National Fisherman

Mixed Catch 

jerryJerry Fraser is NF's publisher and former editor.



Father's Day is this Sunday, June 16, and happily, Phillip Tuttle will get to celebrate it with his family. That prospect didn't seem so certain this past weekend when the 90-year-old Long Point, Maine, lobsterman's boat ran aground on ledges.

According to the Bangor Daily News, Tuttle decided to head out to check a trap late Saturday afternoon. He left a note for his wife letting her know what he was doing and that he'd be back soon.

Tuttle steamed out in his 26-foot Queen Tut to check on the trap. But his boat ran aground on ledges, rolled onto its left side and quickly started taking on water.

Tuttle was able to swim 30 yards to rocks near Hen Island. He was confident that if he made it to the rocks, his family would find him.

"I knew somebody would be there," he told the Daily News. "I've got a lot of kids... I was thinking, 'It's not my time.'"

You can watch Tuttle describe his escape from the boat and his son Stewart tell how his family found him in the wonderful video that accompanies the Daily News story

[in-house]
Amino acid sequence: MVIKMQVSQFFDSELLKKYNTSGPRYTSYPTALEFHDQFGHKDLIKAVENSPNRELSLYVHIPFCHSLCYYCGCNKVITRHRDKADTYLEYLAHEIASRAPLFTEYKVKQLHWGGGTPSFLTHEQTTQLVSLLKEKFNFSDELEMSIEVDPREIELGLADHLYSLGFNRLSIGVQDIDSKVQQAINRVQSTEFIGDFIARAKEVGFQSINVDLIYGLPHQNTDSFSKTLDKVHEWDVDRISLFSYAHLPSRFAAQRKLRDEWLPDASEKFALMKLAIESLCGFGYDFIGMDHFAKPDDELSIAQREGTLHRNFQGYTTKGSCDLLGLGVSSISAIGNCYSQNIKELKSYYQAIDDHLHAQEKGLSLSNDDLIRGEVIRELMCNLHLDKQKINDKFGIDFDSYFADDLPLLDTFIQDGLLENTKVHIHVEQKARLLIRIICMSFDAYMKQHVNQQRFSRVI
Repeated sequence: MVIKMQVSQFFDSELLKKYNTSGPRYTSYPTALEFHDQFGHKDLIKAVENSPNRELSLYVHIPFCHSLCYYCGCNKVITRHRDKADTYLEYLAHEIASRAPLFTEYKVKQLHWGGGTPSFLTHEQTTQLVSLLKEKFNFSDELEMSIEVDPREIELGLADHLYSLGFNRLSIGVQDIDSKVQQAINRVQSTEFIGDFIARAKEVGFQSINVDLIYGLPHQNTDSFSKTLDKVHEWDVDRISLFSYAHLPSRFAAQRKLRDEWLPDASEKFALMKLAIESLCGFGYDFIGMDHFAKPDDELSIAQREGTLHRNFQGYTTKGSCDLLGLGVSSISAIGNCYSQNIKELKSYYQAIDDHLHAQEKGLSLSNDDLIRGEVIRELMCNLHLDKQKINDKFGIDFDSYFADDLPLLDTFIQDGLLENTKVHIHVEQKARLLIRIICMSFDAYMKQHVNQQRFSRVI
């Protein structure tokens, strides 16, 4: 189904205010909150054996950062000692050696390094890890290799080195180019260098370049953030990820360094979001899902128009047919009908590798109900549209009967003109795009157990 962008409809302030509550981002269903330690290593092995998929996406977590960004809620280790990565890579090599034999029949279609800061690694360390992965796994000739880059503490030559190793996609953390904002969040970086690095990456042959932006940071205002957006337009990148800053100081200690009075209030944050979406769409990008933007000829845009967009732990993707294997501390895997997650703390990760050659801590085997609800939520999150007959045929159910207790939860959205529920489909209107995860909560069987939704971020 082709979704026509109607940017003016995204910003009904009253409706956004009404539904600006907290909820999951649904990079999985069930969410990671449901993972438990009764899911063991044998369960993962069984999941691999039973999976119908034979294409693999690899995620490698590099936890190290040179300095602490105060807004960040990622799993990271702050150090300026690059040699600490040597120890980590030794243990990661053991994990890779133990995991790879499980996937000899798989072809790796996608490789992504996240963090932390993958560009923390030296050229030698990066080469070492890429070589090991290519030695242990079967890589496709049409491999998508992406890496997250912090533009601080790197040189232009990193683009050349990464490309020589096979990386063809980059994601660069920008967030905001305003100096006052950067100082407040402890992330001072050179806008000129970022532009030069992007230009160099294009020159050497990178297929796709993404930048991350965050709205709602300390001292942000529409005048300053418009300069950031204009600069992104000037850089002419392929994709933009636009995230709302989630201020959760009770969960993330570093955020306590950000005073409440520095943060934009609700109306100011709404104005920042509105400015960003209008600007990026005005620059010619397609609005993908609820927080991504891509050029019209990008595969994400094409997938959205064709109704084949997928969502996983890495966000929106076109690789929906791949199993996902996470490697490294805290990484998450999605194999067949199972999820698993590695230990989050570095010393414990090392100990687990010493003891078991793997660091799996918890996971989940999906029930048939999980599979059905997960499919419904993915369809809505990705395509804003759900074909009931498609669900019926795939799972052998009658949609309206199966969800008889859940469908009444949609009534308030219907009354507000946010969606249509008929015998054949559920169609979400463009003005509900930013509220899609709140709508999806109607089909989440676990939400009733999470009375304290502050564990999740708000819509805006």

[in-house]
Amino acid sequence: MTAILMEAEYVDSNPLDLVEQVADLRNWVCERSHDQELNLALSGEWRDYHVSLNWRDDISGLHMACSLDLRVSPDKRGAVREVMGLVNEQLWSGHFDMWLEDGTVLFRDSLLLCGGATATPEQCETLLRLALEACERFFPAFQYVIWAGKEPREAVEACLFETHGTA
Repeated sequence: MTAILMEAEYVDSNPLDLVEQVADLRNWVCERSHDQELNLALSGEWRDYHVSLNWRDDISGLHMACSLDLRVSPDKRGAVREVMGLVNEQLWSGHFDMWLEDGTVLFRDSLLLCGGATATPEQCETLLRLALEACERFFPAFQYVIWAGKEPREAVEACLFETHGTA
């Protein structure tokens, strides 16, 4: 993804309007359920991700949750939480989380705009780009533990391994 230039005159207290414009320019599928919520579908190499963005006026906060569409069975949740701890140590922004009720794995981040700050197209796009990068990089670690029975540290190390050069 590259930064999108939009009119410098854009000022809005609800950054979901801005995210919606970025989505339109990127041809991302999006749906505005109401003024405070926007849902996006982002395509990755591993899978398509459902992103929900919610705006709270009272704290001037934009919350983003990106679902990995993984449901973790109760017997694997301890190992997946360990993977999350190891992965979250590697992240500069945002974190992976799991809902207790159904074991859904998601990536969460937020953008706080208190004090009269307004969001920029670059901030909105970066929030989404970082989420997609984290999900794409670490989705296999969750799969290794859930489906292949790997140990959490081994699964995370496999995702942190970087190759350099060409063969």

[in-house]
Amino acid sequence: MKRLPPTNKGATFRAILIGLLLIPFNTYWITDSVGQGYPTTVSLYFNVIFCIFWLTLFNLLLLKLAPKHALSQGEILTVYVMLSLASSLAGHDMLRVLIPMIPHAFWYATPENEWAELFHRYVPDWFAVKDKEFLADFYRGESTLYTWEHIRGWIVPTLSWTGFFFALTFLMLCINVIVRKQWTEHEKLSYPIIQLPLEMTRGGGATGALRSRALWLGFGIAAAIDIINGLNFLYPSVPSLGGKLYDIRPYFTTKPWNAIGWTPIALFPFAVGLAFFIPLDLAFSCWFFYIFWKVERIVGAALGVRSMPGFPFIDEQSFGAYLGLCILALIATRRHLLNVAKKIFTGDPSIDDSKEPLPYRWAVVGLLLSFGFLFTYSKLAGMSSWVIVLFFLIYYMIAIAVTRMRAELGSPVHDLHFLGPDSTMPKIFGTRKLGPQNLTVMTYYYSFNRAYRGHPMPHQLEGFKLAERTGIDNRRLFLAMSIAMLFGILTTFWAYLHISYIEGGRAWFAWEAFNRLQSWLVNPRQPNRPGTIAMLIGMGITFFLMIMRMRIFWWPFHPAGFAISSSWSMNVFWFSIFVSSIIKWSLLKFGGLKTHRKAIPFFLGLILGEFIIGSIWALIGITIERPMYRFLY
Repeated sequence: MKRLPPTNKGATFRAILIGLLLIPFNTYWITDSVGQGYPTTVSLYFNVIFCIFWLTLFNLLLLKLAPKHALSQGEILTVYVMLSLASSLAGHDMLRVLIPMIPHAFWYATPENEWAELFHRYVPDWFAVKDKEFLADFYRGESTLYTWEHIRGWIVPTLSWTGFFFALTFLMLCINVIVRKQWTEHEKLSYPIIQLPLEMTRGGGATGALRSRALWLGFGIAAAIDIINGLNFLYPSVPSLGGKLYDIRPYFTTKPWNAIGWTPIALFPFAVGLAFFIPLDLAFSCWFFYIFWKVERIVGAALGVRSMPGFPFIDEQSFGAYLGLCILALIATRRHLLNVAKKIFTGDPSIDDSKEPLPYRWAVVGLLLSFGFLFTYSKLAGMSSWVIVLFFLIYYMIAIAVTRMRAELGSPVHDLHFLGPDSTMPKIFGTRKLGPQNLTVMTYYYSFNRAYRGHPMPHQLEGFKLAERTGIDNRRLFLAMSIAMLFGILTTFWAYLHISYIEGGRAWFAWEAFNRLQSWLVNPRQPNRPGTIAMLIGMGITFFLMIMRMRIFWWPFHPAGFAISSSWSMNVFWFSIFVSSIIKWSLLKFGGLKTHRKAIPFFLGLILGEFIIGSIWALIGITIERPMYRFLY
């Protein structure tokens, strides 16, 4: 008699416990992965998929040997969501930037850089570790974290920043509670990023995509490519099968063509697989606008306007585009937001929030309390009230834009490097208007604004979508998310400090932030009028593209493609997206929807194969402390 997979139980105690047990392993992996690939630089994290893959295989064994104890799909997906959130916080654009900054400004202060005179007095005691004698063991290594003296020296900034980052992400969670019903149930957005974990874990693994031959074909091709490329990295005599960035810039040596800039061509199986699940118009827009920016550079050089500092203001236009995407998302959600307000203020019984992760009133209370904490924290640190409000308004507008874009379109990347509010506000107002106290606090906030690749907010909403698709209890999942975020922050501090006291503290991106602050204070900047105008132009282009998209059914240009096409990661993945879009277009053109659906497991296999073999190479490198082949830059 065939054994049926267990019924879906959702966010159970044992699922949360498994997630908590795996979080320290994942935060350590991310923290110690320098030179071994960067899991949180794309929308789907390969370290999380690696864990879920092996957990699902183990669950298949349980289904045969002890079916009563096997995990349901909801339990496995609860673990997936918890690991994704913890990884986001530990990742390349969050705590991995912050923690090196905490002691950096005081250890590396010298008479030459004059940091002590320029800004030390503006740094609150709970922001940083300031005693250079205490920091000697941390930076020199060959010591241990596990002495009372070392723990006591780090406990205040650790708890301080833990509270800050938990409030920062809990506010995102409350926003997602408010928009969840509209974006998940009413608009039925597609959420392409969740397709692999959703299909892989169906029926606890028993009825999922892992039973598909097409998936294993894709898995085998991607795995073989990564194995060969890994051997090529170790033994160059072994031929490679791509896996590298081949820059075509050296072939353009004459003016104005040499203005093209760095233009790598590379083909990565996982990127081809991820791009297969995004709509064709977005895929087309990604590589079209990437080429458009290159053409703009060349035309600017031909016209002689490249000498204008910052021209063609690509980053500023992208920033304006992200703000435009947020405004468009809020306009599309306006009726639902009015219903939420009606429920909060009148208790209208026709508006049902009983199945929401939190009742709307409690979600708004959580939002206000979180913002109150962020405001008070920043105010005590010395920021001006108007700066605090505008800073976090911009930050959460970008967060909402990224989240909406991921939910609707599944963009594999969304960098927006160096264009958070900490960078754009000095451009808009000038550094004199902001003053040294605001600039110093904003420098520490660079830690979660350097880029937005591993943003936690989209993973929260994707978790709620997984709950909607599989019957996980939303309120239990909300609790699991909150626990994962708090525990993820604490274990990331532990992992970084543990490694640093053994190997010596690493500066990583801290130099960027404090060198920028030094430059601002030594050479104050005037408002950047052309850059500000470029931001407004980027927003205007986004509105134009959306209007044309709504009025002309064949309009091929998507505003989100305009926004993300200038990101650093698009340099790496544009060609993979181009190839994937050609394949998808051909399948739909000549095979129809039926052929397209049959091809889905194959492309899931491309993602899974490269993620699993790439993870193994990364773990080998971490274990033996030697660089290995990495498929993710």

Tuttle was taken to Parkview Adventist Medical Center where he was treated for hypothermia and cuts and scrapes on his arms and legs. He was released at about 1:30 a.m. Sunday.

Hence, Tuttle and his family will celebrate yet another Father Day's together. To Tuttle and all you fisherman dads out there, here's wishing you a happy Father's Day.

Inside the Industry

NMFS recently released a draft action plan for fish discard and release mortality science, creating a list of actions that they hope can better inform fisheries.

We know that fishermen have to deal with bycatch by discarding or releasing unwanted catch overboard, but there is a data gap regarding how those fish survive.


A new study has identified a set of features common to all ocean ecosystems that provide a visual diagnosis of the health of the underwater environment coastal communities rely on.

Together, the features detail cumulative effects of threats -- such as overfishing, pollution, and invasive species,  allowing responders to act faster to increase ocean resiliency and sustainability.

Try a FREE issue of National Fisherman

Fill out this order form, If you like the magazine, get the rest of the year for just $14.95 (12 issues in all). If not, simply write cancel on the bill, return it, and owe nothing.

First Name
Last Name
U.S. Canada Other

Postal/ Zip Code
© 2015 Diversified Business Communications
Diversified Business Communications